Limiting the extent of brain damage after stroke or traumatic brain injury is important to minimize functional deficits. Cortical spreading depression (CoSD) is a repetitive, slow moving wave that appears after brain damage and expands the area of neuronal death after ischemic stroke, hemorrhagic stroke, and traumatic brain injury. CoSD has also been implicated in migraine with aura and concussion. The ability to prevent CoSD would therefore be able to reduce the expansion of brain damage and mitigate symptoms related to CoSD, but pharmacological interventions are systemic and typically have significant side effects. The goal of this project is test the hypothesis that targeted non-invasive brain stimulation can reduce or block CoSD. The hypothesis is based on the idea that the mechanism underlying propagation of CoSD may be countered by the neural effects of transcranial direct current stimulation (tDCS). The propagation of the CoSD wave is mediated in part by an increase in extracellular potassium concentration, which produces a sustained depolarization followed by a period of neuronal inactivity. Cathodal transcranial direct current stimulation (tDCS) produces a widespread hyperpolarization of underlying neurons, and therefore has the potential to 'clamp'the membrane potential of large numbers of neurons and block the CoSD wave. Preliminary data shows that CoSD is blocked by cathodal tDCS. In the first set of proposed experiments, potassium chloride will be applied to the frontal cortex of the anesthetized rat to induce CoSD, and the wave will be recorded in occipital cortex with a translaminar multicontact recording electrode. TDCS will be applied to a cranial electrode placed between the frontal and occipital areas to test the hypothesis that cathodal, but not anodal or sham tDCS will block CoSD..The tDCS current magnitude and electrode size will be varied to determine the optimal conditions under which CoSD can be prevented. The second set of experiments will induce CoSD during tDCS in the same model and will measure local cerebral glucose uptake throughout the entire brain. These experiments will test the hypothesis that cathodal, but not anodal or sham tDCS halts the CoSD wave and protects neurons under and distal to the transcranial electrode from the effects of the CoSD. Moreover, since the whole brain can be analyzed at relatively high resolution, these experiments will evaluate the spatial extent and magnitude of the protective effect across the cortex, as well as to test the hypothesis that cathodal tDCS will reduce the distant effects of CoSD in the midbrain, thalamus, and striatum. Together, these experiments will provide the first evidence that tDCS blocks the CoSD wave and will define the optimal stimulation conditions to do so. Results will provide the basis for clinical trials using tDCS against neurological disorders in which CoSD plays a major role, and will serve as the basis for more complete animal experiments to more fully investigate models of stroke and traumatic brain injury. Given the low cost and portability of tDCS and its ability to target specific brain regions, these data will have direct implications for the treatmen of neurological conditions in which CoSD plays a role.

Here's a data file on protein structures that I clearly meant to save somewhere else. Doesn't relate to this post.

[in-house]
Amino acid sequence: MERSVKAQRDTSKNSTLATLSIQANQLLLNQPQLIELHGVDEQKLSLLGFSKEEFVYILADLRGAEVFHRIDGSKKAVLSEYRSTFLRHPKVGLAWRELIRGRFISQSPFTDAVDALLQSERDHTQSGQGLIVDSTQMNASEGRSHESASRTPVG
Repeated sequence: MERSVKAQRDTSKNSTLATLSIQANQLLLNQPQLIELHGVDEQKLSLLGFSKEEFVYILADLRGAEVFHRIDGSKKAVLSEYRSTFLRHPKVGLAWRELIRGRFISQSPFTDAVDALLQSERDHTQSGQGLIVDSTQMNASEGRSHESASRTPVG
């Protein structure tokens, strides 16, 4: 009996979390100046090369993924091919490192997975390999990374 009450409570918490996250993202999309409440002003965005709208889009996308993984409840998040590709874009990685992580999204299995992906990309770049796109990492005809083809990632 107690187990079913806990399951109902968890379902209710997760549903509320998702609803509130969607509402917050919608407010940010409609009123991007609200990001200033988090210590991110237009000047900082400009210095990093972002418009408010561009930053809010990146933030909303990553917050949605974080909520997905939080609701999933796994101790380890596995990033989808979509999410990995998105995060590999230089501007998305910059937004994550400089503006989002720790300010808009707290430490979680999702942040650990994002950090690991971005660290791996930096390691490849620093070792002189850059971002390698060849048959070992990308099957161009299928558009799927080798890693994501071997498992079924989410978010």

Public Health Relevance

Stroke, traumatic brain injury, and multiple other neurological diseases are associated with waves of cortical spreading depression, which can increase the extent of brain damage. The proposed research is relevant to public health because results will lead to the prevention of cortical spreading depression and therefore have the potential to reduce the burden of multiple neurological diseases.

National Institute of Health (NIH)
Exploratory/Developmental Grants (R21)
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Babcock, Debra J
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Boston University
Anatomy/Cell Biology
Schools of Medicine
United States
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